Member Spotlight

Ariadne Villegas, Program Manager, The Greenlining

November 30, 2023

Ariadne Villegas (she/her/ella) is based in Oakland, CA (unceded Ancestral homeland of the Ohlone people) and Merced, CA(unceded Ancestral homeland of the Yokut people). She is a Program Manager at the Greenlining Institute. Read her spotlight below!

What communities are you most accountable to?
I am accountable to frontline communities of color who envision a future where their built and natural environments are a reflection of their diversity, their strength, and their joy. I am accountable to immigrant, Latinx folks who feed and build the country we have today. Raised in the Central Valley of California, I am deeply attuned to the impacts of environmental, economic, and social inequality and choose to celebrate the joy, leadership, and resilience of my community, my ancestors, and the many like them who dream of collective liberation.

In a few sentences, what would you like to share about yourself and your journey/personal connection to community-driven planning?
My academic and professional background is in public health and environmental science, so when I signed up for this program I wasn’t sure how to hold space for the work I do professionally and the work I do in my community. However, centering this model of community-driven planning in my work has been informative for guiding how whatever it may be, whether it is planning, policy, community investments, or environmental health research, it must truly be people powered. As popularized by the South African disability rights movement, it truly must be “Nothing for Us, Without Us.”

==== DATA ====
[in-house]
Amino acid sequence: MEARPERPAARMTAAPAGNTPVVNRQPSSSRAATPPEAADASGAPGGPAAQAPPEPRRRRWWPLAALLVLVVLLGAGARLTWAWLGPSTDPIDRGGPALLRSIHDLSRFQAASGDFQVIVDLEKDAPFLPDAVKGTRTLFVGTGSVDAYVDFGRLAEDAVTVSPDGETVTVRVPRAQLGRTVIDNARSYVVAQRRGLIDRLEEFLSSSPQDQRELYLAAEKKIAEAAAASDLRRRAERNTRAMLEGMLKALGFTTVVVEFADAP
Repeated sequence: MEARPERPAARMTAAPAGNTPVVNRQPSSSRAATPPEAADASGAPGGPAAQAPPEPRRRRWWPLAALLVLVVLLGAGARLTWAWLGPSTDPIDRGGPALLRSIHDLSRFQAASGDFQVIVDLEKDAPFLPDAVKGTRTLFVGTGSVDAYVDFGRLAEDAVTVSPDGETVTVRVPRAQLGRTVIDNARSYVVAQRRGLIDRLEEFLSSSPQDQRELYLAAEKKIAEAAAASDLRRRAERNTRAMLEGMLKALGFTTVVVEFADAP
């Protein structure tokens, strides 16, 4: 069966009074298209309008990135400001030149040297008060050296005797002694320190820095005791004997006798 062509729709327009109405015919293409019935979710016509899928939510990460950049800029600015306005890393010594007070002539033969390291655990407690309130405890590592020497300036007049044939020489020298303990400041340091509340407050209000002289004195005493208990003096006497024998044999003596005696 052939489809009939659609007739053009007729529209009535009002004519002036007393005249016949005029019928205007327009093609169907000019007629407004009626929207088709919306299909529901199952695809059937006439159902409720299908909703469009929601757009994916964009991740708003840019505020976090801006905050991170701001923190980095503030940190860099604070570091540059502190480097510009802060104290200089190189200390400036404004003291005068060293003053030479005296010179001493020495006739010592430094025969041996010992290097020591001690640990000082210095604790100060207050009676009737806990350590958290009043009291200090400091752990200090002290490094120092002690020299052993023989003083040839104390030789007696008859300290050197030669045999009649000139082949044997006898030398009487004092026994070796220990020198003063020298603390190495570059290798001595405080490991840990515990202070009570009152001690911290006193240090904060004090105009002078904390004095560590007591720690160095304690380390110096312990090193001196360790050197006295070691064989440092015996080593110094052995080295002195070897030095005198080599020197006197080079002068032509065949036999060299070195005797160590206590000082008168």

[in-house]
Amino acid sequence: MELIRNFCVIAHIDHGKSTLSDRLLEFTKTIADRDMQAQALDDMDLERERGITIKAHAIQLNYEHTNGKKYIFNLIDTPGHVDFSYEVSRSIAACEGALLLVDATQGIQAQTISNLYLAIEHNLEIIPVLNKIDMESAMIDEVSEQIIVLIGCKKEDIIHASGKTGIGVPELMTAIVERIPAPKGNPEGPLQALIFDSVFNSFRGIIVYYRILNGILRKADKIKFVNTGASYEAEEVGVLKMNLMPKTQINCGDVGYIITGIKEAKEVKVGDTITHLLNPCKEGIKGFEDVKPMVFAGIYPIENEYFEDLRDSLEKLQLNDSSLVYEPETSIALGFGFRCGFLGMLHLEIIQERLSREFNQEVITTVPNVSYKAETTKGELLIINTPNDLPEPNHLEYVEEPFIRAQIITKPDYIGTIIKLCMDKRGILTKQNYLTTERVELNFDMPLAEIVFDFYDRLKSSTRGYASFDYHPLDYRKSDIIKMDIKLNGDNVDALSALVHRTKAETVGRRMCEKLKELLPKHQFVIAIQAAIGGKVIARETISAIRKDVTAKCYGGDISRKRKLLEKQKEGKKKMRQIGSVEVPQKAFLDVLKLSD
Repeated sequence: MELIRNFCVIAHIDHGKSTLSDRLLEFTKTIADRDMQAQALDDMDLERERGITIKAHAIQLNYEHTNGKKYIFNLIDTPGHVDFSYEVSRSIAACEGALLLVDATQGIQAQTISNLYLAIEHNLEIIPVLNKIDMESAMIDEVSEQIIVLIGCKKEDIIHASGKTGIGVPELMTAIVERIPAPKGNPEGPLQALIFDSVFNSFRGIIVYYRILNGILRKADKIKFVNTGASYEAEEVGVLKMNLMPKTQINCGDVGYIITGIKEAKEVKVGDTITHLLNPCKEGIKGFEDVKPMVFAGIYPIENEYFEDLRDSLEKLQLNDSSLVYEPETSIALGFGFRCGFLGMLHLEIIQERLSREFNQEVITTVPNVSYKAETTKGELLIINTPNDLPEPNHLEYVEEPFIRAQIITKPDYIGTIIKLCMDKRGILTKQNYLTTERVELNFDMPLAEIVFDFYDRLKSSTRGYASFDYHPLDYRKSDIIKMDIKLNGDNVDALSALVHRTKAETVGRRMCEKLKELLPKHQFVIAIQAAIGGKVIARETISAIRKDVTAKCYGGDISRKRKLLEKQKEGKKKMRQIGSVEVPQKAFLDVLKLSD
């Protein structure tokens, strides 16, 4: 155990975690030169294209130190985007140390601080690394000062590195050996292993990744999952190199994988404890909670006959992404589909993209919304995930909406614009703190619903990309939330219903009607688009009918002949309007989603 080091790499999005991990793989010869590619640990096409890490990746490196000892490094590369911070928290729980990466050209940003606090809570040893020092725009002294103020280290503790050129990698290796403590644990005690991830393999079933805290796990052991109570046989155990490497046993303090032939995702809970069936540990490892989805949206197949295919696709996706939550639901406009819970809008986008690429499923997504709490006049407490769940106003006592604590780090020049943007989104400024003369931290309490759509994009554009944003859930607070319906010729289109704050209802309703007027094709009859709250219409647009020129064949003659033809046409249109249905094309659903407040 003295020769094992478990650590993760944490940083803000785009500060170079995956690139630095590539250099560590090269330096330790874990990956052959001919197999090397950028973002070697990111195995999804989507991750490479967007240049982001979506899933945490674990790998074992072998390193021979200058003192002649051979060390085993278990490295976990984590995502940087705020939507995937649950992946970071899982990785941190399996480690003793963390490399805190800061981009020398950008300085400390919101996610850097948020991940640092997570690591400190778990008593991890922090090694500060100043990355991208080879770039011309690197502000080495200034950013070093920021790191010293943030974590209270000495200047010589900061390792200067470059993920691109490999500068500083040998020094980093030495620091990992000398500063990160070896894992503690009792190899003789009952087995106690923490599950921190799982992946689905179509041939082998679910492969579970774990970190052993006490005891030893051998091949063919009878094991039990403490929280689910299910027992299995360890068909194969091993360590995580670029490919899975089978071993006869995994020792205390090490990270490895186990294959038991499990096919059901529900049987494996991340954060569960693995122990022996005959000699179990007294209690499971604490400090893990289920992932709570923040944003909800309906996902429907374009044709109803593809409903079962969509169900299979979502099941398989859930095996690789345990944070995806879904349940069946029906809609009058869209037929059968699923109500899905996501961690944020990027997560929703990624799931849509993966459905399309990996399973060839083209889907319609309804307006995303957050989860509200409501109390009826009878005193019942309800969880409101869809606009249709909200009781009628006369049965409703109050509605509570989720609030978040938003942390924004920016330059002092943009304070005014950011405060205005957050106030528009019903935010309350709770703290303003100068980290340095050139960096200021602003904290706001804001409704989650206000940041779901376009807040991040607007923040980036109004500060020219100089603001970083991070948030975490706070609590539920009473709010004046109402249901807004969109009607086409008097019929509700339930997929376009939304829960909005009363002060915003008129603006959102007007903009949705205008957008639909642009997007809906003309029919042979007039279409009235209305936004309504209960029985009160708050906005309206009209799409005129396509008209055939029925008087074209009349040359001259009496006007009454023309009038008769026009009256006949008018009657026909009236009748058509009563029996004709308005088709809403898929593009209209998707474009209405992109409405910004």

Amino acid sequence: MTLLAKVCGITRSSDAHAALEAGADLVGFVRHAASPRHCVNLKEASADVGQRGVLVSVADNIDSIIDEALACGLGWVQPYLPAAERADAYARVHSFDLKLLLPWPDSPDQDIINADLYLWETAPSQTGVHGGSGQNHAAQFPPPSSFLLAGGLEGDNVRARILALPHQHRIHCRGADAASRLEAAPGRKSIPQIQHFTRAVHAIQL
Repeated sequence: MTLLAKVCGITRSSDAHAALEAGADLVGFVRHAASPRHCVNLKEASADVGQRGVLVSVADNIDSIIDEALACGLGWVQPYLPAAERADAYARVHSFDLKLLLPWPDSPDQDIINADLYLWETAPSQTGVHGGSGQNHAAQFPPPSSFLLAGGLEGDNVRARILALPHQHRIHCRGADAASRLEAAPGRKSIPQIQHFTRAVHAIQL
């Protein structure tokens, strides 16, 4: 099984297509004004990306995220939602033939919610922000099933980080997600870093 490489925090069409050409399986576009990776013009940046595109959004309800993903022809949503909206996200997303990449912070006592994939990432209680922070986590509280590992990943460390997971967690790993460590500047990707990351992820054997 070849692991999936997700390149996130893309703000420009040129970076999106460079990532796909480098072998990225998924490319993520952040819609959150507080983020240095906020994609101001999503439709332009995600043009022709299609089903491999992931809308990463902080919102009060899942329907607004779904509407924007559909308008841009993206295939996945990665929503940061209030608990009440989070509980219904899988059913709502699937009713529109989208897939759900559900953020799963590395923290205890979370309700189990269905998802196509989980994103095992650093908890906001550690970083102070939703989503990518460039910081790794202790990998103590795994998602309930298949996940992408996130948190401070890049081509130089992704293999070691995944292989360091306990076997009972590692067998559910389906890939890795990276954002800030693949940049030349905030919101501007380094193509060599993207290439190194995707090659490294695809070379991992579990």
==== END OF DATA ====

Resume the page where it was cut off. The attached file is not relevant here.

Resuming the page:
In a few sentences, can you share about a current community-based project you are working on? (What is your vision? What are some of your goals? How are you co-designing the community-driven planning process with community members?)

Currently, in my role I am managing the Greenlining the Block initiative, which presents a historic opportunity to channel public and private investments intentionally into communities of color to build neighborhood climate capital projects. However, I recognize that traditional infrastructure investments have been unequal and often exclude or displace communities of color. As such, I am committed to facilitating and co-designing a community-driven planning process that involves supporting frontline organizations’ leadership and vision for investment in their neighborhood, secures climate investment for communities of color, and fosters trust and ownership of a model that is people powered.

Lastly, in a few sentences, what does being part of the NACRP network/community mean to you?
Being part of this NACRP family, especially as the inaugural cohort of facilitators, has been such an enriching experience. Truly, it has been such a joy to be in community with the amazing folks across the US who have committed to facilitating beyond top-down planning so that collaborative, people powered visions can take root. Together, we have shared frustrations, learnings, and laughter in a space created to amplify, diversify, and celebrate grassroot planning.